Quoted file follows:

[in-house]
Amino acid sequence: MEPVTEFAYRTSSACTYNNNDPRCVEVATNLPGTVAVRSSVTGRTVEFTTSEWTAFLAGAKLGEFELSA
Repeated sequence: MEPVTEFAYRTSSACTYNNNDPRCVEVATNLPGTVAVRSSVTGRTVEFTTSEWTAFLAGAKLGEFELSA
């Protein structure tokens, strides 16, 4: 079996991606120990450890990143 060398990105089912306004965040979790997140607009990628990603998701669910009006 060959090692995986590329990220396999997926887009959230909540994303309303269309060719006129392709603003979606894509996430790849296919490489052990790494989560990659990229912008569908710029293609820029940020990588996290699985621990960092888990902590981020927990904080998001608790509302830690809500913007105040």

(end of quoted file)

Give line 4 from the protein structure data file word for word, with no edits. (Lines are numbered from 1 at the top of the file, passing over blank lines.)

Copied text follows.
């Protein structure tokens, strides 16, 4: 079996991606120990450890990143 060398990105089912306004965040979790997140607009990628990603998701669910009006 060959090692995986590329990220396999997926887009959230909540994303309303269309060719006129392709603003979606894509996430790849296919490489052990790494989560990659990229912008569908710029293609820029940020990588996290699985621990960092888990902590981020927990904080998001608790509302830690809500913007105040």